The primary limiting factor in sports that require great endurance is the time it takes for your heart to pump oxygen in your bloodstream from your lungs into your muscles. A study from the University of Connecticut (Medicine and Science in Sports and Exercise, May, 2006) shows that with dehydration, your heart beats with far less force so it pumps far less blood with each beat, and is unable to bring as much oxygen to your muscles.
You can’t depend on thirst to tell you when you lack fluids. Certain brain cells called osmoreceptors tell you when you are thirty, but only after the salt concentration of your blood has risen considerably. When you exercise, you sweat. Sweat contains far more water than salt in comparison to blood. So you lose far more water than salt during exercise and blood levels of salt rise. By the time that a your blood salt concentration is high enough to trip off the osmoreceptors, you are severely dehydrated and it is too late for you to be able to drink enough during exercise to catch up with your water deficit. On the other hand, if you take salt with fluids, then your blood salt levels rise faster and tell you that you are thirsty earlier.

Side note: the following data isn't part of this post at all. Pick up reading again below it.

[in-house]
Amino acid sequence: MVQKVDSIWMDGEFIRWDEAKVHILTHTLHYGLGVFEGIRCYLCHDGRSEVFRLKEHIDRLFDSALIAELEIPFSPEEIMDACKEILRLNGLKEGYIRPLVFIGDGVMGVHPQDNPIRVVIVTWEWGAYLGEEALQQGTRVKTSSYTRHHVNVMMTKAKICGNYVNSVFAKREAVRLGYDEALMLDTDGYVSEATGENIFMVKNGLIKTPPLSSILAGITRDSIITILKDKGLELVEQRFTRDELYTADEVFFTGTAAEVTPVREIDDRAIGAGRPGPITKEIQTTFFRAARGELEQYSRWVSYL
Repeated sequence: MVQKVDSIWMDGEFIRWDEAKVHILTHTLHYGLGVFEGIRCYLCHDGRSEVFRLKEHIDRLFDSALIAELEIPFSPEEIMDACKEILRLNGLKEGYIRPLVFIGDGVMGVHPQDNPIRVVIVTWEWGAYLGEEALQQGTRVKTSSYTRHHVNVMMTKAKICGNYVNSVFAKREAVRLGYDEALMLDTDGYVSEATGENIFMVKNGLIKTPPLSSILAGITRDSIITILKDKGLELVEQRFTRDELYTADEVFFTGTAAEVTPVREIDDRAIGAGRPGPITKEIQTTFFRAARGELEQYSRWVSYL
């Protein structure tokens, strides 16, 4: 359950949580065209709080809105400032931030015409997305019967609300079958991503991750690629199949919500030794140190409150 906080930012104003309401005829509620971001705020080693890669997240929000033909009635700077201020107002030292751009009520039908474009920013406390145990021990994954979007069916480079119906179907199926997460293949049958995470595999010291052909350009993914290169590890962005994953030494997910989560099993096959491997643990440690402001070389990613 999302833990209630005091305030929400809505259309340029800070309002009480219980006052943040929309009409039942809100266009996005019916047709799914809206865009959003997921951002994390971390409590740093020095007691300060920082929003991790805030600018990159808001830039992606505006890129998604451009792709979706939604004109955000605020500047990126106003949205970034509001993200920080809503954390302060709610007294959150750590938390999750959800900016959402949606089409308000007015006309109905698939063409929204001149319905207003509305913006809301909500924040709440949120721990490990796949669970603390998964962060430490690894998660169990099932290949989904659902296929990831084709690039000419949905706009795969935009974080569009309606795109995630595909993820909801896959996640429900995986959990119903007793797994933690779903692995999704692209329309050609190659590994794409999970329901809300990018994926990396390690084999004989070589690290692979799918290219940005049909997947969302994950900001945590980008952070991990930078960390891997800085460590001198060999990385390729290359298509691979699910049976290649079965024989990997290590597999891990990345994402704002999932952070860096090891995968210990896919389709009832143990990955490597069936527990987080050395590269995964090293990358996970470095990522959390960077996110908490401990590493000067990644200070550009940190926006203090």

There are other reasons that you should take salt with fluids during prolonged exercise. First, it helps prevent muscle cramps. Remember, during exercise you lose salt and water. If you are replacing only water, you can eventually take in so much water that your salt levels drop to cause muscle cramps. Second, even though salt is a mild diuretic at rest, during exercise it helps your body to retain water. So when you are going to exercise for more than a couple hours, particularly in hot weather, drink small amounts frequently and eat salted foods such as peanuts. Always stop if you feel sick, have chills, headache, severe muscle burning or aching, dizziness, or blurred vision. Seek help if your symptoms do not subside in a few minutes; you could be headed for heat stroke that can kill you.